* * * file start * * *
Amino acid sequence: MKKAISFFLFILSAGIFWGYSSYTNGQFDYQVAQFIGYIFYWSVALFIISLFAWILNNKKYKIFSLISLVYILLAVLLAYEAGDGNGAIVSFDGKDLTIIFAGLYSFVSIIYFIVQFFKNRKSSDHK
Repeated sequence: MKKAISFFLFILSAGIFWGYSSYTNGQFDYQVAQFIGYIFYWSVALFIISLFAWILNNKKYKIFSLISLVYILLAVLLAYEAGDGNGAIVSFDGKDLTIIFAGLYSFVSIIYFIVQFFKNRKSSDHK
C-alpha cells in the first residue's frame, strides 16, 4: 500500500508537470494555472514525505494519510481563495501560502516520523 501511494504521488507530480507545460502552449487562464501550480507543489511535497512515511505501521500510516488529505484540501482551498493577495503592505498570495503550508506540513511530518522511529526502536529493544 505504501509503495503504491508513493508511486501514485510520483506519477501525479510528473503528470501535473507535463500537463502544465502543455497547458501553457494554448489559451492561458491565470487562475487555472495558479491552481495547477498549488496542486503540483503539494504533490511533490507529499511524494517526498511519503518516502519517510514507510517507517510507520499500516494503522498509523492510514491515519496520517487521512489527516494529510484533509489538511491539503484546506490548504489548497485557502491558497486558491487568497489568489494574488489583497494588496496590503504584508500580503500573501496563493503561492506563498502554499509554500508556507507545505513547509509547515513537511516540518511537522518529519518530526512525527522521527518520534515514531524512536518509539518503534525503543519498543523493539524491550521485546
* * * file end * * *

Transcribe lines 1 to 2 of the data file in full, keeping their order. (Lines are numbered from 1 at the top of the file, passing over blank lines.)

Amino acid sequence: MKKAISFFLFILSAGIFWGYSSYTNGQFDYQVAQFIGYIFYWSVALFIISLFAWILNNKKYKIFSLISLVYILLAVLLAYEAGDGNGAIVSFDGKDLTIIFAGLYSFVSIIYFIVQFFKNRKSSDHK
Repeated sequence: MKKAISFFLFILSAGIFWGYSSYTNGQFDYQVAQFIGYIFYWSVALFIISLFAWILNNKKYKIFSLISLVYILLAVLLAYEAGDGNGAIVSFDGKDLTIIFAGLYSFVSIIYFIVQFFKNRKSSDHK